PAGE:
Here's a great little rendition of I'm Sticking With You. I stumbled upon this whilst fixing dozens of videos on the blog, which is undergoing YouTube copyright situation. Every nine months or so, record and film companies perform a raid on YouTube, wiping out hundreds, if not thousands of videos. This time around they allowed certain music videos, but only the visuals. The songs had to be removed or replaced with material deemed appropriate from the legal files. This has caused confusion and delay (to quote "Thomas the Tank Engine") in blog-land.

This time the music's there but the visuals: no. Take THAT record companies! Am I making any sense at all tonight?

The last time I saw Jonathan Richman was in a bar in San Francisco that my band She Mob was scheduled to play at. He was there early, talking to someone who worked there. When he finished, we excitedly gave him a CD, thinking he would love our naive chaos. Never heard from the man. He was wearing a really thick burgundy-colored, acrylic sweater. And it was hot that day. Jonathan Richman--iconoclast.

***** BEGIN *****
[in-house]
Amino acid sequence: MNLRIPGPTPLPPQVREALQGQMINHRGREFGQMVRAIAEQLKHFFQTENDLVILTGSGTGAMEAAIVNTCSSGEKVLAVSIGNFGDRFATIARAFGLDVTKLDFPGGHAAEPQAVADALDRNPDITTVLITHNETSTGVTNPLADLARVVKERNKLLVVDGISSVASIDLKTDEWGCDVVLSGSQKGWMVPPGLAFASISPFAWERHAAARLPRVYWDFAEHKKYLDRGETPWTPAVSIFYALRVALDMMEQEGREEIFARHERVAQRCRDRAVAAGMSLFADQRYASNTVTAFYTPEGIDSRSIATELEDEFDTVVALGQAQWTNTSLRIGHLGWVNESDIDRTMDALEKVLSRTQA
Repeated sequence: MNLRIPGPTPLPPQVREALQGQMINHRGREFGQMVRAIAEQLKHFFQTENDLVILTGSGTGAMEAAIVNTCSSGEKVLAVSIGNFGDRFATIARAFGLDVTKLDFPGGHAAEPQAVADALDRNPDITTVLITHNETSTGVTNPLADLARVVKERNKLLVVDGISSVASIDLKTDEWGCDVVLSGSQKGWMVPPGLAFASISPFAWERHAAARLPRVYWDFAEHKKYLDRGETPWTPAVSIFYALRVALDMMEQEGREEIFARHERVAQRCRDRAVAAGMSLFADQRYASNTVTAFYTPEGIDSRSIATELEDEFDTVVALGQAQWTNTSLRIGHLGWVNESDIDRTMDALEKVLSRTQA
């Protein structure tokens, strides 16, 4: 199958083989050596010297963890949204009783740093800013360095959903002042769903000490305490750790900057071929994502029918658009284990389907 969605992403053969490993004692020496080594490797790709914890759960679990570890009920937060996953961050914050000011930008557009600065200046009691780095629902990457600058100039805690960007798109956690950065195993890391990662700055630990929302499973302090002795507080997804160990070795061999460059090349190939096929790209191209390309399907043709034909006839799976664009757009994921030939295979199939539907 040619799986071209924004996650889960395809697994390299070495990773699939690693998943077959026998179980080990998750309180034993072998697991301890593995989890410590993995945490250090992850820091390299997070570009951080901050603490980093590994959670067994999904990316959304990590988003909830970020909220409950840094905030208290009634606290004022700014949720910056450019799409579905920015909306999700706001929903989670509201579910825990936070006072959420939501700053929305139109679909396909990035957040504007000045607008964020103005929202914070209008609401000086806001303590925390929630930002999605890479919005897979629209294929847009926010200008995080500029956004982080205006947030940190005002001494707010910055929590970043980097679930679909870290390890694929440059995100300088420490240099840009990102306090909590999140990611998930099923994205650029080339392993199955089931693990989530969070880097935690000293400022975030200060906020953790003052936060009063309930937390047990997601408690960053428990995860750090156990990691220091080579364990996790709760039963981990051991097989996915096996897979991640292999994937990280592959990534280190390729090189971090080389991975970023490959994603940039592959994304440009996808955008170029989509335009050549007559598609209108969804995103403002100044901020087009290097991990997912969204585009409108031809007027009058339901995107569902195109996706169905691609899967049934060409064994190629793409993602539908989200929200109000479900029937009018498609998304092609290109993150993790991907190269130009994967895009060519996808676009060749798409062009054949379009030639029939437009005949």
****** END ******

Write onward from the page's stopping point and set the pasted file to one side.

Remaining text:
Happy Inauguration Day - Celebrate with Sharon Jones and The Dap-Kings

The world needs more soul music and Sharon Jones brings it. The Dap-Kings were last seen backing Amy Winehouse while she struggled with lyrics and slugged an audience member. I suspect working with Sharon Jones is a much more enriching experience all around. Happy Inauguration Day.

100 Days, 100 Nights

Just Dropped In (To See What Condition My Condition Was In) - I didn't think the original by Kenny Rogers & First Edition could be improved upon. I was wrong.

It's a Man's Man's Man's World

- MySpace
- Wiki
- Sharon Jones interview and in-store show at Amoeba Records in Hollywood - The Dap-Kings are amazing